If aviation history has taught us anything, it’s that you can’t use the incumbent’s mistakes against the challenger. Boeing never would have been able to build the 707, because de Havilland couldn’t do it. Embraer would never be able to enter the 70-110 seat market, because Boeing couldn’t make money at it. GE’s CF-34 would never have been able to compete with the JT-8D powerhouse. The list goes on and on.
Analysts have complained about how long the development of the CSeries has been, and then complained about how it’s moving too fast and will inevitably see delays. You’ve got paid consultants writing some slam pieces against Bombardier, and you’ve got Bombardier’s own propaganda. The truth is somewhere right smack in the middle, and I give Cranky all the credit in the world for what I would call a very accurate article.
Is there really a need for this type plane?
What about the ERJ 195? This is a new modern aircraft that competes on this market.
Still sounds like a 717 with a different jet engine design. Seeing that the 717 was a flop, why would this be a success? Seems to me that 100 seat segment just isn’t all that big of a market. What good are added efficiencies if you can’t fill the seats? Unless they use these on existing mainline routes replacing 737/320 equipment and just increase frequency to keep capacity similar. Still, think that would negate the efficiency.
Also, if the geared turbofan is truly a game changer, what’s stoppping Boeing and Airbus for getting that technology to work with their existing 737/320 designs? I’m no engineer, but can’t imagine it would be impossible.
Choice is good. Competition is good. While it will upset the “if it ain’t Boeing, I ain’t going” fanboys, in think the industry can only benefit from the availability of alternatives like the C series.
As for the 717 comparison, what’s the range going to be for these new jets? (I was surprised to learn – here I think – that it Midwest’s 717s couldn’t make it from Milwaukee to the west coast).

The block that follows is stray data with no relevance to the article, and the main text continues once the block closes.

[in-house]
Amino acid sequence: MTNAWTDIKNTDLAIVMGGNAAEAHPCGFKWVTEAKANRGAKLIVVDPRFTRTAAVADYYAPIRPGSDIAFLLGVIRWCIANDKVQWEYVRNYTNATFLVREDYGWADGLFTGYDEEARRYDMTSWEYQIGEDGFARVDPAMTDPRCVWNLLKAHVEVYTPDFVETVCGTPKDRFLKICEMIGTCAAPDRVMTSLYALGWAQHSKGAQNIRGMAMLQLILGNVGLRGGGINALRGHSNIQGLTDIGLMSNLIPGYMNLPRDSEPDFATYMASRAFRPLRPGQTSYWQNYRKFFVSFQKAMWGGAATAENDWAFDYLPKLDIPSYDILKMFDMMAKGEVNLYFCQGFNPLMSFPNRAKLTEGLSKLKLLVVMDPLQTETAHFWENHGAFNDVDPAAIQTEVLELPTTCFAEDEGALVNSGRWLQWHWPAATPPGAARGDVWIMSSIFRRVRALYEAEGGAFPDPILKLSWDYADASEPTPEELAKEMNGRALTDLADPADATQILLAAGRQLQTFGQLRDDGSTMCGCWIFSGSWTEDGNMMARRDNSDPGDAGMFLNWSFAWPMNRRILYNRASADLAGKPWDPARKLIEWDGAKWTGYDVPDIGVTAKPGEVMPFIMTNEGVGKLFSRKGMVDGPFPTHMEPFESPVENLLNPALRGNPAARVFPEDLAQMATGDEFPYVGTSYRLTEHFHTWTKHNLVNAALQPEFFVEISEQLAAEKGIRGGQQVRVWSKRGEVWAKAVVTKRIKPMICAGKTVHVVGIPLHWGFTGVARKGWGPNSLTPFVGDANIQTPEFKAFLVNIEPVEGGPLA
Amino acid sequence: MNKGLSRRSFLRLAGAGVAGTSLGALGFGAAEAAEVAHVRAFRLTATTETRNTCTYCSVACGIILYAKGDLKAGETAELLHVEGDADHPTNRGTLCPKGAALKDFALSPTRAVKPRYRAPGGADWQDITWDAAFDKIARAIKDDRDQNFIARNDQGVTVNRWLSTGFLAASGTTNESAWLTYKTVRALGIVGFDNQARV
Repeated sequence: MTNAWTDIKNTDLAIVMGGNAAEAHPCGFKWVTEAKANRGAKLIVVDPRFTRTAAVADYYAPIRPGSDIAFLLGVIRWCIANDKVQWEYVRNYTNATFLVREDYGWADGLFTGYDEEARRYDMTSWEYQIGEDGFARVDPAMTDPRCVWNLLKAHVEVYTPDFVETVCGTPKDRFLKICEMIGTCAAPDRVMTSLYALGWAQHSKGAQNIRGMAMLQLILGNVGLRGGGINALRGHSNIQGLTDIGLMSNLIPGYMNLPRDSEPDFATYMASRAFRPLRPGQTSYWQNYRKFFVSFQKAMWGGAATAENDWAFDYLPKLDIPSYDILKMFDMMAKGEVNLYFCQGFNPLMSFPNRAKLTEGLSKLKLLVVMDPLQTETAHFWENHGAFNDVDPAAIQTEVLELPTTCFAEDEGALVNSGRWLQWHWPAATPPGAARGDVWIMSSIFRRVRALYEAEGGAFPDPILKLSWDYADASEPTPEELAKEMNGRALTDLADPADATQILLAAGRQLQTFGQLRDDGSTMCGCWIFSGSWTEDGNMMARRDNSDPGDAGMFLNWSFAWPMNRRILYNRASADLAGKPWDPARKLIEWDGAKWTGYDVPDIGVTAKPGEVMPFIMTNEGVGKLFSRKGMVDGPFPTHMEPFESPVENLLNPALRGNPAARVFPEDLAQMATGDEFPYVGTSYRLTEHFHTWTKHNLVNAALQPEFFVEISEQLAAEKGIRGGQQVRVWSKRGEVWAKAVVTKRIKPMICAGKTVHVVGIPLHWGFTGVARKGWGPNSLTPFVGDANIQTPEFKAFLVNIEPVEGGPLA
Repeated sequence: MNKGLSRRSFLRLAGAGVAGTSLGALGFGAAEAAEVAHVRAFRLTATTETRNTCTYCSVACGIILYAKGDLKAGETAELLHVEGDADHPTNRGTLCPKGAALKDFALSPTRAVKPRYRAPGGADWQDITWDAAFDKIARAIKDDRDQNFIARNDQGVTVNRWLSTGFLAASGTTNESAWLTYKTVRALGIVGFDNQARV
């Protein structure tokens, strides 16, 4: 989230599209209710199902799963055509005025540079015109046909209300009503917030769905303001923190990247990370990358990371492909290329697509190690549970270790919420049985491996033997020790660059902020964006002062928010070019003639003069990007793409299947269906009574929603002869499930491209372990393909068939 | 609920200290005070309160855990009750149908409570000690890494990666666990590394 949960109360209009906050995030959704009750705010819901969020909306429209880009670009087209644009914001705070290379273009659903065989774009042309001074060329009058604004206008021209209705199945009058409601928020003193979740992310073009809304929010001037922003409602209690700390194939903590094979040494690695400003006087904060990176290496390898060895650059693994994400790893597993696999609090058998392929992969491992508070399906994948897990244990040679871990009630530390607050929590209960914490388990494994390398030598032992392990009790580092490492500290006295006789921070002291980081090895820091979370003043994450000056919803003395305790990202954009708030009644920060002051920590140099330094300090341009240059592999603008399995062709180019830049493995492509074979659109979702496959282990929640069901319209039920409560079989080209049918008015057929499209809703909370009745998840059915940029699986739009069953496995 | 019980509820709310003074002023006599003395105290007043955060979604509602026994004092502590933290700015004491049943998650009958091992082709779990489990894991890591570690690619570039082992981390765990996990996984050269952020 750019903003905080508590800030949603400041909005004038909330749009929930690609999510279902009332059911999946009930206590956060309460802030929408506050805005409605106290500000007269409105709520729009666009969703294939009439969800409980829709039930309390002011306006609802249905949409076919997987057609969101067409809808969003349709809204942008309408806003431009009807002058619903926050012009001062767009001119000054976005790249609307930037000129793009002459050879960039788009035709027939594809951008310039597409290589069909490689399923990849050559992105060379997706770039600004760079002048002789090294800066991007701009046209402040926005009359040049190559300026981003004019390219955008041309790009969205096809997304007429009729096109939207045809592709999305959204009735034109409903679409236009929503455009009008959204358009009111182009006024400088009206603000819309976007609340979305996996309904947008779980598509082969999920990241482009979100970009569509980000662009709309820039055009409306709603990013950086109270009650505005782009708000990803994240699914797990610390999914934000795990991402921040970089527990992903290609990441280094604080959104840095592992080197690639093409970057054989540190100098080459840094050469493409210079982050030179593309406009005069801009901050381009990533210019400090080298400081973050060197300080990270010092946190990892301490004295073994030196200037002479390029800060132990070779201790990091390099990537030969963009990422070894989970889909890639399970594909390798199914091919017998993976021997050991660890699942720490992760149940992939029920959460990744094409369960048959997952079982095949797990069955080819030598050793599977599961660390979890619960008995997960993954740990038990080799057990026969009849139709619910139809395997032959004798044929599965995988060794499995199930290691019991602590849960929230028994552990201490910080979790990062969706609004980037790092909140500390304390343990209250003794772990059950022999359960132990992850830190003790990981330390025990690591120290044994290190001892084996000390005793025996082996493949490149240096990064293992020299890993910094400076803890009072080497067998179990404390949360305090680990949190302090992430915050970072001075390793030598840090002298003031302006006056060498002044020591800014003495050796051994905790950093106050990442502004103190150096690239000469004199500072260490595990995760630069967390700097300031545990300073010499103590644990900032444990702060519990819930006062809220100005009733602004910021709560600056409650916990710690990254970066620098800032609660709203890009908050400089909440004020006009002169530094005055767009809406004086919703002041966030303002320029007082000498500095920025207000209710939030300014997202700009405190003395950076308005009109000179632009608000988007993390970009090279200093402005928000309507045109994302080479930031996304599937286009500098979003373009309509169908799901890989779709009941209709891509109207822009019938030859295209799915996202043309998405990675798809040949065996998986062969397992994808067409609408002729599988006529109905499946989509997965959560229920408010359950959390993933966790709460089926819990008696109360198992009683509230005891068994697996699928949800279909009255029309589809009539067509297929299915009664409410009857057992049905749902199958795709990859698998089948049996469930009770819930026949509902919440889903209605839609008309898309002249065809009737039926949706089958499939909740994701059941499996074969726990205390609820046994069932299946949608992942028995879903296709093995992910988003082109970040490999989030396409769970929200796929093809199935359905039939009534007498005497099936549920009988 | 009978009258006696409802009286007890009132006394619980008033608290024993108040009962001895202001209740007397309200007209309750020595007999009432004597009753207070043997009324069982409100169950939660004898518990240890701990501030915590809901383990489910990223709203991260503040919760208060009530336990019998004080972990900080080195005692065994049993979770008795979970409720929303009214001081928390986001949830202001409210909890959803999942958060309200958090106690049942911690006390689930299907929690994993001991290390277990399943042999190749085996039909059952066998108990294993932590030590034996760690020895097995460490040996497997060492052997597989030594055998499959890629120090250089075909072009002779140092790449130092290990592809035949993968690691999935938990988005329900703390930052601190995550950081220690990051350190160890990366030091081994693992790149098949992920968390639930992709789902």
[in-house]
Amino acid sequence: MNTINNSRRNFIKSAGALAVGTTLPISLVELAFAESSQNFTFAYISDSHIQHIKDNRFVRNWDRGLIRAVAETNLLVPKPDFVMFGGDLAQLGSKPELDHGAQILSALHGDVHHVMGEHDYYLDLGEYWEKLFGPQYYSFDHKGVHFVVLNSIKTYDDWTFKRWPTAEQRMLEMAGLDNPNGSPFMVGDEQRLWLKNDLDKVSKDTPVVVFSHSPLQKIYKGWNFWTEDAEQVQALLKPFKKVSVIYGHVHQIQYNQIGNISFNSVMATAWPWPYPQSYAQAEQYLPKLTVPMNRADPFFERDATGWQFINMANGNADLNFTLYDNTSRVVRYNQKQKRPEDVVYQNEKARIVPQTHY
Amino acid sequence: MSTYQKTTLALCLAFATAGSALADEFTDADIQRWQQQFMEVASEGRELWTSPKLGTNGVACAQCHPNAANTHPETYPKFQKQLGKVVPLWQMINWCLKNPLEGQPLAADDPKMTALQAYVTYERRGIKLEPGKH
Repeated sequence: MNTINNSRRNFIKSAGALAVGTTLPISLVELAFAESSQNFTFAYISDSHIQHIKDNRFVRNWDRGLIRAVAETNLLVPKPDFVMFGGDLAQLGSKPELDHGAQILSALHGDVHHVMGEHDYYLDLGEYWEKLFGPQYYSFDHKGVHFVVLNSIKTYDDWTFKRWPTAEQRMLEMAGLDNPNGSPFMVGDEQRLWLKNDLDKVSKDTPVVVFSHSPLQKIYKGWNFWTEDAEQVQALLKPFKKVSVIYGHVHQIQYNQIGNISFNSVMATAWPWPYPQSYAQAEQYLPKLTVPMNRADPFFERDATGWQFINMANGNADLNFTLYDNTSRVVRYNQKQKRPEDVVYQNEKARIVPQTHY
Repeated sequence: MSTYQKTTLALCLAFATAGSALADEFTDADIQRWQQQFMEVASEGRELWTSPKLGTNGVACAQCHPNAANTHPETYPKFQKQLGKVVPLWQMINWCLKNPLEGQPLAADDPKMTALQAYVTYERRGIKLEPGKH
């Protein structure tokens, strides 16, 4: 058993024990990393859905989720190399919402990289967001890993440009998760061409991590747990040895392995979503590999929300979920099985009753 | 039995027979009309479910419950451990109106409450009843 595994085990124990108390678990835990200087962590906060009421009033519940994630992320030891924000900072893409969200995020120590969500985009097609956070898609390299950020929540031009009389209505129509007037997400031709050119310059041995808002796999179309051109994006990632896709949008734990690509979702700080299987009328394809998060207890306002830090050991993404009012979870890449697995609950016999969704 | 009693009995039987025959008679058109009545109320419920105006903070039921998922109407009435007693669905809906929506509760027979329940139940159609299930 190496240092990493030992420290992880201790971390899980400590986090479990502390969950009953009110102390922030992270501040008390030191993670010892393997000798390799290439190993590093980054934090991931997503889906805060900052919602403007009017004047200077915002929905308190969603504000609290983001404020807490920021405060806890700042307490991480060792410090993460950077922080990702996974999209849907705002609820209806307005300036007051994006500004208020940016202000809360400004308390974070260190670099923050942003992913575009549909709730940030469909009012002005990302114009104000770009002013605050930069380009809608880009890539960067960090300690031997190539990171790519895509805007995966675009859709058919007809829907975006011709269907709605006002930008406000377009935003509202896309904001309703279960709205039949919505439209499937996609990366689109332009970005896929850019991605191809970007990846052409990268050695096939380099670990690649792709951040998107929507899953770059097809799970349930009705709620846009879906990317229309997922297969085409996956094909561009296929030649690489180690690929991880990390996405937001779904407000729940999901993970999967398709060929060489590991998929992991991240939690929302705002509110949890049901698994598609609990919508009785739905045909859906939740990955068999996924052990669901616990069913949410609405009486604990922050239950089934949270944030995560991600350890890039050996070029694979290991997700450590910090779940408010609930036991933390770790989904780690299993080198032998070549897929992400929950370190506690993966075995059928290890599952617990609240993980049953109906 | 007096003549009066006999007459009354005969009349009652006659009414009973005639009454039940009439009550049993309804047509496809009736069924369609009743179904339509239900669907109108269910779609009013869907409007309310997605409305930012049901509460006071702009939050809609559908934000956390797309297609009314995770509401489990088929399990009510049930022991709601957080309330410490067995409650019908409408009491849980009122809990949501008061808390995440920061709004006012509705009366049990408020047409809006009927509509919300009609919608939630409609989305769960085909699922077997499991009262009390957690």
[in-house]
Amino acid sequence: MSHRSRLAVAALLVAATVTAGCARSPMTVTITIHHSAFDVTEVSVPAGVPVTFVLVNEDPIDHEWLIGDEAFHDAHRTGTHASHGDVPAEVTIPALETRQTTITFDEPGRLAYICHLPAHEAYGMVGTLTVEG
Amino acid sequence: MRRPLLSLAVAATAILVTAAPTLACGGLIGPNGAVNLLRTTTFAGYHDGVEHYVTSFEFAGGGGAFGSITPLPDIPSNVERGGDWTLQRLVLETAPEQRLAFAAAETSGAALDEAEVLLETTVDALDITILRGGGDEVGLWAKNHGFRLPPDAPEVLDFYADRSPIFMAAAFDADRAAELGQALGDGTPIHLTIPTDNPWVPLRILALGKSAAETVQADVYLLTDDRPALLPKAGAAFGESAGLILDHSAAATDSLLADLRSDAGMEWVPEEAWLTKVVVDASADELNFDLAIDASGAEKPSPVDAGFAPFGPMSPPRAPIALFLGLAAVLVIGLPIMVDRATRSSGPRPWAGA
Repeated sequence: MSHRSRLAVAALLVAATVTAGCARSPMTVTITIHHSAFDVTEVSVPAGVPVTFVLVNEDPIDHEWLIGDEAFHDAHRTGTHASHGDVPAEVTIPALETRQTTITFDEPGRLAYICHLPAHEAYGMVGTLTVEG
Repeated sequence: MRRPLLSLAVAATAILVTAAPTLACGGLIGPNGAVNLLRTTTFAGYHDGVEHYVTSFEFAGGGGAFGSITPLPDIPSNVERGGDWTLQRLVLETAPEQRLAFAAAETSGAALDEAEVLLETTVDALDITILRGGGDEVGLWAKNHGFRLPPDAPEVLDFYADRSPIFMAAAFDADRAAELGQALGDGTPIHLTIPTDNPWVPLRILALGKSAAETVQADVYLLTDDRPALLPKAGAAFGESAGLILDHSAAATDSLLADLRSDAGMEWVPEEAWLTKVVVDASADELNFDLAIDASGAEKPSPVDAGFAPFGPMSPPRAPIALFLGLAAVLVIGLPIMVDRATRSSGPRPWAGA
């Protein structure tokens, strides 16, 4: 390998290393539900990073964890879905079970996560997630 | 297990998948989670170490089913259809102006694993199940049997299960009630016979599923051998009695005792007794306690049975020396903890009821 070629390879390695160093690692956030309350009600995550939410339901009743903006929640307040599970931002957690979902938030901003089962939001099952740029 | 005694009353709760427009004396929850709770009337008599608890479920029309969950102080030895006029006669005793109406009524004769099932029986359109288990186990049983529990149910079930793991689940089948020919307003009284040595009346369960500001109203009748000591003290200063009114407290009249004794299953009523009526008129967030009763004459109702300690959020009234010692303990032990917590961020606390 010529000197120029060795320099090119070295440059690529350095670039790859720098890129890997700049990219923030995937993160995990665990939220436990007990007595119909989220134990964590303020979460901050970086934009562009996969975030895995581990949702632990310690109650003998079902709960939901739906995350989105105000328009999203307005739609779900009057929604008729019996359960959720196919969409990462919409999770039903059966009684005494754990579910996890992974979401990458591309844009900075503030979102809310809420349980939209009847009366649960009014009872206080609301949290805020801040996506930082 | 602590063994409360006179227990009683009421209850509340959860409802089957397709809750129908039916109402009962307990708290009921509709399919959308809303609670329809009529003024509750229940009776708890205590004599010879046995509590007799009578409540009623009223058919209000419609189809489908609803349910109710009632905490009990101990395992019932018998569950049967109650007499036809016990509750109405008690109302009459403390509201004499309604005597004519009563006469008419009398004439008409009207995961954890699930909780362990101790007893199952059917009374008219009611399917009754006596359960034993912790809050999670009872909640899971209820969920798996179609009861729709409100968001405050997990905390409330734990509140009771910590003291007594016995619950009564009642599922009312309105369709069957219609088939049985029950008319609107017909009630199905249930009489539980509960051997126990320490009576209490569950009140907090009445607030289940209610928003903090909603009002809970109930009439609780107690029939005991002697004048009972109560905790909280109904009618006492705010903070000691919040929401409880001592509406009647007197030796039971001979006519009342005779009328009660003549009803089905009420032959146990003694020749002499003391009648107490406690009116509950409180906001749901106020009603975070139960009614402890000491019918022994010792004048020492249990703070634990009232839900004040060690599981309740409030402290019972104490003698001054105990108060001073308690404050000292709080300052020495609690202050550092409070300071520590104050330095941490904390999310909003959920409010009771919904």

I completely agree with Oliver.
For range, Wikipedia says 4074 km, so if we assume 3900 km (that’s about DCA to SFO). So we’re not going to get BOS-LAX or JFK-LAX with this aircraft.
This shouldn’t a problem for Frontier however, cause the Denver and Milwaukee hubs are smack in the middle of the country. They probably could even do Mexican flying.
I think the scope clauses for mainline carriers are going to make this plane not a success. I doubt the costs of an extra type would outweigh the operational cost savings.
one thing is for sure, there hasn’t been a completely new product in this segment for many years – the A318/19 is showing its age and the beginnings of the 737 line started flying 42 years ago. the 717 was basically a glorified MD95 which itself was a revamped MD90 which happened to be an updated MD88 which was just a revised MD80 which was really a modernized DC9. right?
No and yes. Technically for legal and regulatory reasons the 717 is a reworked DC-9, but beyond the fuselage circumference and the engine configuration thats the limits of the similarities between the two. (Okay, and they might’ve used some of the same internal furnishing components..)
The manufacturers have been driving through a nice little hole that the FAA has that adding a new type is much easier from a certification standpoint than adding a whole new model.
I’ve got a friend who is working on the 747-8, and his statement is that for all intents and purposes its a new plane, new wings, its stretched, new engines, new landing gear, new avionics. The shape is simply the same.
A 737-900 shares just about as much with a 727-200 as it shares with a 737-100.
interesting info, thanks! my 717 –> DC9 string was primarily for entertainment purposes!
The problem with the 717 is that it really was a shrunken MD-80 (which was a stretched DC-9, but whatever). The design just was an orphan – it wasn’t compatible with any other existing airplanes so it couldn’t be part of a family. It also, I believe, wasn’t a huge leap in efficiency like this plane should be.
For Frontier, this plane is an A319 replacement. It seats two more than the A319 and they start coming in when the A319s come off lease. So, it could be the same plane but far more efficient.
The comments about who would fly it are very American-centric. In most of the world, it is already mainline carriers that fly the Embraer 170 series and up.